Headache in Women

Matthew S. Robbins, Jelena M. Pavlović

Research output: Contribution to journalReview articlepeer-review

10 Scopus citations


PURPOSE OF REVIEW Women are greatly overrepresented among patients seeking treatment for symptoms of headache pain in general and migraine in particular. Understanding the presentation of headache in women in relation to hormonal changes both during the menstrual cycle and throughout the life span is essential for appropriate diagnosis and treatment. RECENT FINDINGS Although perimenstrual migraine attacks are generally without aura, the diagnosis of migraine with aura has been added to the headache classification for menstrual migraine to account for women with the diagnosis of migraine with aura who experience menstrual migraine attacks. Emerging knowledge regarding the differences between menstrual and nonmenstrual attacks, the variability of attack triggering within and between women, and the response of women with menstrually related migraine to new migraine drug classes is contributing to better understanding and more effective treatment of these particularly burdensome and refractory attacks. Given the burden of migraine, almost one-fourth of women with migraine avoid or delay pregnancy. Women who experience migraine during pregnancy are more likely to have a hypertensive disorder and stroke during pregnancy and/or delivery and the postpartum period. Treatment of headache in general and migraine in particular in pregnancy is challenging because of fetal and maternal risks; however, a 2021 systematic review suggests that triptans and low-dose aspirin may not be associated with fetal/child adverse effects and could be more strongly considered for headache treatment in pregnancy. SUMMARY Headache in general and migraine in particular are extraordinarily common in women of reproductive age and fluctuate with hormonal changes and phases of life. Improved knowledge of the epidemiology, pathophysiology, and response to treatment of perimenstrual attacks is essential for more effective response to this most burdensome headache type. Treatment of headache in pregnancy remains challenging.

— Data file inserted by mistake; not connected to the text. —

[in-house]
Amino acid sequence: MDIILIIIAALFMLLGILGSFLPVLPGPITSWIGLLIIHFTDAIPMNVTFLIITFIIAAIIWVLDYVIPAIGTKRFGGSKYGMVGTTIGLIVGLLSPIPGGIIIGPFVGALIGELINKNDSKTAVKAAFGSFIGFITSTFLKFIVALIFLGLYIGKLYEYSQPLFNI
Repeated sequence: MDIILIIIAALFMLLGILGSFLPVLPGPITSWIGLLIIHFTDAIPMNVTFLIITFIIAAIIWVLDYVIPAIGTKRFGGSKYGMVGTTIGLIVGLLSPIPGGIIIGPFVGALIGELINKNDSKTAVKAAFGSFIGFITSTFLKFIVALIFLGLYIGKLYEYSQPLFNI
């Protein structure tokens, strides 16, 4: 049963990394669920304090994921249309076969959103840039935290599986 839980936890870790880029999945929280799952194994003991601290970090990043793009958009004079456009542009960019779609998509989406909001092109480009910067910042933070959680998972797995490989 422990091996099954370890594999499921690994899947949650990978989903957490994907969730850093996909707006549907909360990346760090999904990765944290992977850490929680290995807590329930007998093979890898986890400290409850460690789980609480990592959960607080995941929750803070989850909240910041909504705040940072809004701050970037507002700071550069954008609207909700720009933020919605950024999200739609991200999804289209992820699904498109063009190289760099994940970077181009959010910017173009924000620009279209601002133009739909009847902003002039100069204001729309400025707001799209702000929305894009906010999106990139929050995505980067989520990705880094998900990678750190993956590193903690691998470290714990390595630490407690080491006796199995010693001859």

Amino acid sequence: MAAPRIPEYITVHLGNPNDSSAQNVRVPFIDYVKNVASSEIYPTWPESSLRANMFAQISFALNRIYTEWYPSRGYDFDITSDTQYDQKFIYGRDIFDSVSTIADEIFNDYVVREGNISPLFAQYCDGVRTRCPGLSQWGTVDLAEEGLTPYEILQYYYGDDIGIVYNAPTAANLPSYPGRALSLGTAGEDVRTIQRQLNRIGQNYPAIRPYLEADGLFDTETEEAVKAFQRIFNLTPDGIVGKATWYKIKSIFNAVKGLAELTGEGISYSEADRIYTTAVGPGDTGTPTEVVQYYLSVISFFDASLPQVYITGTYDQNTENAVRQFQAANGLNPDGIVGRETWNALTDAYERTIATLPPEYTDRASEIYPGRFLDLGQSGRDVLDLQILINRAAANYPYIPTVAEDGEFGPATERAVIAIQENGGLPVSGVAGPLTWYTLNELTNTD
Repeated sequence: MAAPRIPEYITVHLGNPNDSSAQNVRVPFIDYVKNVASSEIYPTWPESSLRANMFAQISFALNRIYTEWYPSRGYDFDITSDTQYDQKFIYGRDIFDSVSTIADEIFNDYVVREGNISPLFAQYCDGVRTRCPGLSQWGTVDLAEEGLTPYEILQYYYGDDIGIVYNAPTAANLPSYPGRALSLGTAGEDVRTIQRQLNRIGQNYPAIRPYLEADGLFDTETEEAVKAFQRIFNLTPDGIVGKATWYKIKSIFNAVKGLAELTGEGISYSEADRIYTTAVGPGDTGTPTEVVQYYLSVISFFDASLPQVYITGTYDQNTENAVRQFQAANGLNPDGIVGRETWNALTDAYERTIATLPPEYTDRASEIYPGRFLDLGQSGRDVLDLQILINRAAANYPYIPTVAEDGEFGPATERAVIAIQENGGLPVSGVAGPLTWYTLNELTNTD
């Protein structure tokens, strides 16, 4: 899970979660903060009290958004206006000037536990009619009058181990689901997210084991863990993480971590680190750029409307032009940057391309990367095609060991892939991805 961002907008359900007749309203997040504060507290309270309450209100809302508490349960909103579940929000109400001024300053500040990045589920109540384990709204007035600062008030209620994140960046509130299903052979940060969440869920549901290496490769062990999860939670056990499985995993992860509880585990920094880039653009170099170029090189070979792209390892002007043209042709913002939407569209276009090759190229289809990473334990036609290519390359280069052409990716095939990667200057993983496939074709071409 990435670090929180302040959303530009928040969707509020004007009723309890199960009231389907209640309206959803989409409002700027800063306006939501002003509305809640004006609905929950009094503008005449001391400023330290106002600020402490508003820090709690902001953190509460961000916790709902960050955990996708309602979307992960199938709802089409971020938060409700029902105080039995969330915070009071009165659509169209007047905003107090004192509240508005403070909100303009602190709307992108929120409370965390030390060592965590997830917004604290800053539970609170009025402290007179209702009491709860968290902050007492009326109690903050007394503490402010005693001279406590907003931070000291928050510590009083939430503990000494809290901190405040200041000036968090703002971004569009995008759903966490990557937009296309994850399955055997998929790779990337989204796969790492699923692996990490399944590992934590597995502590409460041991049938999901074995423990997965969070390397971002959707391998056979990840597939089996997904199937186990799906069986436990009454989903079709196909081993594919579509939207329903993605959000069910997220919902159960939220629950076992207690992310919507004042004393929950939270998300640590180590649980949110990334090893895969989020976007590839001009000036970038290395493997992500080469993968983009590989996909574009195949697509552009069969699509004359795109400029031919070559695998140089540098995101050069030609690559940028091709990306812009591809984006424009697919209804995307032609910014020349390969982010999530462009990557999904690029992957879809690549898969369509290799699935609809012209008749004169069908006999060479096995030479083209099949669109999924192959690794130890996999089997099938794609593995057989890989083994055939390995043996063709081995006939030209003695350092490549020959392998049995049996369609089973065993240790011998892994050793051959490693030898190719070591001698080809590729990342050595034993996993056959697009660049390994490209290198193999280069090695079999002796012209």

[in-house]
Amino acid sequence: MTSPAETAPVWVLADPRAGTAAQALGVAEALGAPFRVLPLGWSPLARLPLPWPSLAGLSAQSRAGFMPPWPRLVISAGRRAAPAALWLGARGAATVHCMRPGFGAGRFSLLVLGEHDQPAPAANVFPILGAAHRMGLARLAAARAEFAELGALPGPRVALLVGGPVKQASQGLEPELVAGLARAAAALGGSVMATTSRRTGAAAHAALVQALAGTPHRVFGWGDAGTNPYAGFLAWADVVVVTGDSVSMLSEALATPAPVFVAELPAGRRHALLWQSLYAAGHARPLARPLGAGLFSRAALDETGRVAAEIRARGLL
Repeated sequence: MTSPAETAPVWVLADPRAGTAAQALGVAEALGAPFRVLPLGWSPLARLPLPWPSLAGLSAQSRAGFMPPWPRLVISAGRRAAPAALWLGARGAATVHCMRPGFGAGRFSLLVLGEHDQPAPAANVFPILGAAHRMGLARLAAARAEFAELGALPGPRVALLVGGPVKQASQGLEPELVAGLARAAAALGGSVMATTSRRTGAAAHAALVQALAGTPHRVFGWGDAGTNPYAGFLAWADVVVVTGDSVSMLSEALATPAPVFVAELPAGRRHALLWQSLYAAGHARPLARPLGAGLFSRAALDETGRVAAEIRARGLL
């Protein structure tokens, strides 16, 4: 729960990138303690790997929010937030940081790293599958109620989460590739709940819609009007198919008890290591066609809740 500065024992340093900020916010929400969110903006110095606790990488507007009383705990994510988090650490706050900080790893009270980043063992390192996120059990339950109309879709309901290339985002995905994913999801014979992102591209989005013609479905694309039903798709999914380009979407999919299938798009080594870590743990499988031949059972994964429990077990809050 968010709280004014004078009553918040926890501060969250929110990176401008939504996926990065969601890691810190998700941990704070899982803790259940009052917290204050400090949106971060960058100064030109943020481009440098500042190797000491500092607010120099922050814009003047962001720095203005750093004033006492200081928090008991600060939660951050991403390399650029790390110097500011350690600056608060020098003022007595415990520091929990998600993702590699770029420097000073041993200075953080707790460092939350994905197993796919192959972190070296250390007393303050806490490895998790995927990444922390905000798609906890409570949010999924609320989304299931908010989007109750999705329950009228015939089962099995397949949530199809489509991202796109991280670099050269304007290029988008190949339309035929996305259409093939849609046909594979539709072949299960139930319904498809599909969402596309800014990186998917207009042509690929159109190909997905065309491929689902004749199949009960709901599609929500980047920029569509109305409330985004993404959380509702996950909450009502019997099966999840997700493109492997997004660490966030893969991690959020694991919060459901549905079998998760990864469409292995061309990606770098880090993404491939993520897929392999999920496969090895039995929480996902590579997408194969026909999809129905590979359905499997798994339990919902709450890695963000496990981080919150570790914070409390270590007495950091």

Original languageEnglish (US)
Pages (from-to)686-702
Number of pages17
JournalCONTINUUM Lifelong Learning in Neurology
Issue number3
StatePublished - 2021

ASJC Scopus subject areas

  • Clinical Neurology
  • Genetics(clinical)


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